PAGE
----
With all the talk of the storm of the decade coming this week, I thought we could revisit the 1995 floods. Following is a reprint from the Sacramento Bee, from January 18th 1995. It was written by Bee staff writers Nancy Vogel and Art Campos.
With a visit to Roseville Tuesday, President Clinton raised hope of a fix for water-weary neighborhoods. And with a surprise sidetrack to Rio Linda, he satisfied residents that their troubles matter, too.
“We thought we were going to be forgotten,” said Rio Linda native Colleen Robbins, 37. “Everybody’s talk, talk, talk about Roseville and there are other areas that were hit just as bad.”
Though at least one Rio Linda resident called him an “opportunist,” Clinton generated smiles.
A crowd of about 200 Roseville residents brightened visibly when Clinton finished a brief speech in the middle of the hard-hit intersection of Tina and Elisa ways and approached them to shake hands.
“It was a once-in-a-lifetime chance to meet the President,” said Charles Kuchlenz, 16, who stayed home from school to help repair damage to his grandmother’s home on Tina Way. “My friends are going to be mad because I was here and they weren’t.”
In Rio Linda, roughly 300 people gathered at the Rio Linda Community United Methodist Church to cheer Clinton, who mingled at the edge of the crowd.
Grown men cried, “I shook his hand!” and one small boy on his father’s shoulders screamed repeatedly, “Hi, Bill!”
Jessica Marie Sanchez, 6, gave the president her crayon depiction of Socks, the Clintons’ cat. She had drawn it Monday, not knowing that she would deliver it personally a day later.
Two men reportedly were arrested by federal agents in Rio Linda on charges of threatening the president after they made offhand comments about bringing guns to Tuesday’s event, according to John McGinness, spokesman for the Sacramento County Sheriff’s Department.
The two arrests came in separate incidents involving a businessman and a 19-year-old whose names were unavailable from federal agents Tuesday night. No guns were found on either suspect, McGinness said. The Secret Service declined to comment.
Roseville Mayor Mel Hamel called the president’s trip to flood-damaged areas a “jump-start for the people.”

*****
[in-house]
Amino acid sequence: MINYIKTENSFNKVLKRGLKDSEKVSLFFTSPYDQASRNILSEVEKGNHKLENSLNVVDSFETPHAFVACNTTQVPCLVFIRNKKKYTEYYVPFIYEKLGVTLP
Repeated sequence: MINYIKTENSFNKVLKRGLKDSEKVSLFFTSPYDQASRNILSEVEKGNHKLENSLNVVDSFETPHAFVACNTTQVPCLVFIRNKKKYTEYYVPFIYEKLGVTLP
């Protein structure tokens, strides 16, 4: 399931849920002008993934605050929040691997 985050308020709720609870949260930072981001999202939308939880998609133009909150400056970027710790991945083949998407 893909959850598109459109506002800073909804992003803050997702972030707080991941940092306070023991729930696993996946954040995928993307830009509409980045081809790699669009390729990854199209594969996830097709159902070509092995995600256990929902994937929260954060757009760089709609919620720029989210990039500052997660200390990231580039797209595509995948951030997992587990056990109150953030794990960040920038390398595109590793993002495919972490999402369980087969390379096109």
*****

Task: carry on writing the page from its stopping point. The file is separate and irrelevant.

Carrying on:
“It will boost morale. When the most important person in the country thinks it’s important enough to come to your community, you can’t help but feel something will get done.”
For many residents, the stir created by Clinton meant something might be done soon to help repair their homes and fix the source of the flooding.
“I just feel that if anybody can help us, he can,” said Carol Sandsor, an Elisa Way resident who shook hands with Clinton. “I want to stay in the neighborhood but I don’t want to worry every time I hear a thunderclap.”
“Now I know they’re going to do something about the flood problems in this neighborhood,” said Elise Lee, another Elisa Way resident. “Since this is the second flood in nine years, I bet they won’t let it happen again.”
For her, waiting for the president was a break from ripping out walls and carpet in her 6th Street home, which took on 4 3/4 feet of Dry Creek overflow last week. After the home flooded in 1986, she got an $11,000 federal grant for repairs. She also bought flood insurance.
Monica Ortloff and Wanda Rhodes, without flood insurance, hoped the federal government would deliver. With a contractor scheduled every half-hour all day, they couldn’t get away from the muddy Cherry Lane home they own to go see Clinton.
Without a federal grant, they said, they risk losing the home to foreclosure.
Creeks overloaded by a deluge washed into 300 homes in Roseville last Tuesday, causing an estimated $7.6 million in structural damage. In Sacramento, more than 1,200 homes were flooded, causing an estimated $5 million in damage, said County Executive Bob Smith, citing city figures. And in the county, with an estimated 600 homes and 250 businesses swamped, suffered an estimated $50 million in damage, Smith said.
Those in Rio Linda said they were pleased that the president bothered to visit.
“I’m glad he did come here,” said Sheila Rankin, 40. “We get cut down by Rush Limbaugh. We need something on our side. It’s like people here don’t count.”
On the way back to McClellan Air Force Base, Clinton stopped his entourage and stepped up to the window at the Archway Frostie on Rio Linda Boulevard. He ordered a bowl of chili and a large diet Pepsi.
“No cheese or onion, though,” said Frostie worker Eric Biersteker.
“It was exciting,” he said. “And by the way, his presidential food person came in and made sure I didn’t spike his chili.”